Back in the 1950s, a new generation of producers and artists found the commercialism of “traditional Broadway” creatively limiting. Many took their productions to smaller venues outside the Theatre District, giving birth to the Off Broadway movement. Less concerned with the pressure to make “big bucks”, Off Broadway folks were free to push the creative envelope – experimenting in ways that make Broadway’s number-crunchers cringe. The result has often been high risk, high reward. Hair, Godspell, Little Shop of Horrors, A Chorus Line, Blue Man Group, Doubt, Urinetown and Rent are all shining examples of Off Broadway’s creative chops. Many have gone on to have successful runs on Broadway. An interesting tidbit: The longest running musical ever was the Off Broadway production of The Fantasticks, which played for 42 years. And by the way, Off Broadway is a lot easier on your pocketbook. Keep up with the latest Off Broadway happenings.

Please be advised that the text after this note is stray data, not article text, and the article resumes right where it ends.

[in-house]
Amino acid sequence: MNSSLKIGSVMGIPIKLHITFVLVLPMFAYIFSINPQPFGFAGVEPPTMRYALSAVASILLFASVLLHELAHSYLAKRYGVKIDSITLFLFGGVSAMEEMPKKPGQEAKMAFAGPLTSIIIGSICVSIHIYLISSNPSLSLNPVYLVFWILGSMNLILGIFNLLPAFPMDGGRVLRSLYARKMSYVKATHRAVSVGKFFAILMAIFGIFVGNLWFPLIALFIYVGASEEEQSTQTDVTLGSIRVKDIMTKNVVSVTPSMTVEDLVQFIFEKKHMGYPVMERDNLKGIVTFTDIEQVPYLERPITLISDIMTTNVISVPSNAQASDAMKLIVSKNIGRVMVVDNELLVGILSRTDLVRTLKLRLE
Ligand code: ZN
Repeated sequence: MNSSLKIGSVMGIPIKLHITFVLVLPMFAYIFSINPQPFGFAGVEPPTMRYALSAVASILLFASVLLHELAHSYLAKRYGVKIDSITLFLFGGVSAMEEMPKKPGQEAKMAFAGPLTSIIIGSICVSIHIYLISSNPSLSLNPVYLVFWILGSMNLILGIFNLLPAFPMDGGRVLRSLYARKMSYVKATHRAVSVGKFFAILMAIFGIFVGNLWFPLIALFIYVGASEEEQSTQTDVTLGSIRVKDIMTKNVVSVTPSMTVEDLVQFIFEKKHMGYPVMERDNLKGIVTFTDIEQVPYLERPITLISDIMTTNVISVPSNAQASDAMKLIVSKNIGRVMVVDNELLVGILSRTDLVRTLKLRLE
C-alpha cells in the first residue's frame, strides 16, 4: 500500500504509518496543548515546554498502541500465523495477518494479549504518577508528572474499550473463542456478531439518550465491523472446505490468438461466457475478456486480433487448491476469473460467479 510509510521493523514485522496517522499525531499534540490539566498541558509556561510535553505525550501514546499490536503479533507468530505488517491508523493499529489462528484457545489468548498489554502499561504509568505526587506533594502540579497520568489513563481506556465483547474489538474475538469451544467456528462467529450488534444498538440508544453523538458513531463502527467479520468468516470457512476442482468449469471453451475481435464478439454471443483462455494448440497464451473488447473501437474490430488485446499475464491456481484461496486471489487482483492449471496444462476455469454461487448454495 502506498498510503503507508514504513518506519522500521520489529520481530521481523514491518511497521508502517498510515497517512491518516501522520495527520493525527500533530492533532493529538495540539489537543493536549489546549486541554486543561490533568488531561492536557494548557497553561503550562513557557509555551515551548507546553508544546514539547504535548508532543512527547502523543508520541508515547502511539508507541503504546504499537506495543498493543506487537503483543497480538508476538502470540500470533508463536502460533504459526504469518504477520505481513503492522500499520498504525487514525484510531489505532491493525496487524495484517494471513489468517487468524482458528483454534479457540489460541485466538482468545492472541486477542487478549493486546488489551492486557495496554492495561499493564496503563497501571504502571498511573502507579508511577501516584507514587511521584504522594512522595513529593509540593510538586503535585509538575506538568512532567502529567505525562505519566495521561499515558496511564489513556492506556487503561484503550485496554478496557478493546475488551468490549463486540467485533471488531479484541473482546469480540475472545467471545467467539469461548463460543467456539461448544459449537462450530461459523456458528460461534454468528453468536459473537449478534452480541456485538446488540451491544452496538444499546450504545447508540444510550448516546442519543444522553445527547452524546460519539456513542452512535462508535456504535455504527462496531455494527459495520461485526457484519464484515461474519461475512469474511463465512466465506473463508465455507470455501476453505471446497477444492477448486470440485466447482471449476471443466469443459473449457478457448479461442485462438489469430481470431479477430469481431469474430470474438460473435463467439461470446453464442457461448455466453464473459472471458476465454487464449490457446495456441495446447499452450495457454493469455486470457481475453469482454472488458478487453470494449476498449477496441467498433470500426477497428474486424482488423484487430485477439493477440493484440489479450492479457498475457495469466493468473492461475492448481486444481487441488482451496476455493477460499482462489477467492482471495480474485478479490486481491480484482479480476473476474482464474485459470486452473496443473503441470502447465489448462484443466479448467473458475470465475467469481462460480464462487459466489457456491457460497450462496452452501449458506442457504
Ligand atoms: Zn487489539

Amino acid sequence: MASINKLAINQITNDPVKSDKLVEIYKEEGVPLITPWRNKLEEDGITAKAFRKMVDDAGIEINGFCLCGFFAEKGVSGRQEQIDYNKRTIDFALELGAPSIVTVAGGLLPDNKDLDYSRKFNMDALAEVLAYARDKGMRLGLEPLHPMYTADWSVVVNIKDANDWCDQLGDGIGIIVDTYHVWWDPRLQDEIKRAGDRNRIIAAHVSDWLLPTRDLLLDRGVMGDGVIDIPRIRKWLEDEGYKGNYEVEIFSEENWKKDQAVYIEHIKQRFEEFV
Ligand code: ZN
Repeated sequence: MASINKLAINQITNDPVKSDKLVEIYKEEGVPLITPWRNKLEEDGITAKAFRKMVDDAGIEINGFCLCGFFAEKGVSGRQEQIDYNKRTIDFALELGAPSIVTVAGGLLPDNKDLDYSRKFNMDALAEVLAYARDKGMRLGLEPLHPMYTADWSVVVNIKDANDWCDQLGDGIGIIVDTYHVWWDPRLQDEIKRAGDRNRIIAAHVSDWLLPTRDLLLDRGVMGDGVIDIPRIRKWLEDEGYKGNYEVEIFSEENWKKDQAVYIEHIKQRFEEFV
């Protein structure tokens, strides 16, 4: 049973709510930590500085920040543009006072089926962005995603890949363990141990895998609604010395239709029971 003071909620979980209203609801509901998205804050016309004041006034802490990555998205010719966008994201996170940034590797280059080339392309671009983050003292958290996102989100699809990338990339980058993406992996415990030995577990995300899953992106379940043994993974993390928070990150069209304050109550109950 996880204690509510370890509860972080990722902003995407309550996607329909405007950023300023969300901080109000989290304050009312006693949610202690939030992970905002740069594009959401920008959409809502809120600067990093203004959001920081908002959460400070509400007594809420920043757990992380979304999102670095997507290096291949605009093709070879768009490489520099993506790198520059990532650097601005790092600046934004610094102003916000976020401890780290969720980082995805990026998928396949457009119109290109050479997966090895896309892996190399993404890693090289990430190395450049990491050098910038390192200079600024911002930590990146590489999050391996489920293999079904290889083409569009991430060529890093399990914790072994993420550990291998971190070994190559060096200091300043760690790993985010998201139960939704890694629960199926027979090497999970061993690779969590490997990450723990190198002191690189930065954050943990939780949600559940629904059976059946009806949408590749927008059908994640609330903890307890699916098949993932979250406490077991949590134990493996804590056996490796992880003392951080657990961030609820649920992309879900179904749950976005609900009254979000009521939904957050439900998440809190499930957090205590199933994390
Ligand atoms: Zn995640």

Following is a partial list of Manhattan’s Off Broadway theatres. (You’ll note that some Â are actually in the Theatre District, but are considered Off Broadway because of their smaller seating capacity – 100 to 499 seats):
The Public Theater, 425 Lafayette St.
Manhattan Movement & Arts Center, 248 West 60th St.
New World Stages, 340 West 50th St.
Webster Hall, 125 East 11th St.
The Marjorie S. Deane Theater, 5 West 63rd St.
Action Temple Theater, 339 West 47th St.
Astor Place Theater, 424 Lafayette St.
Lucille Lortel Theater, 121 Christopher St.
St. Luke’s Theater, 308 West 46th St.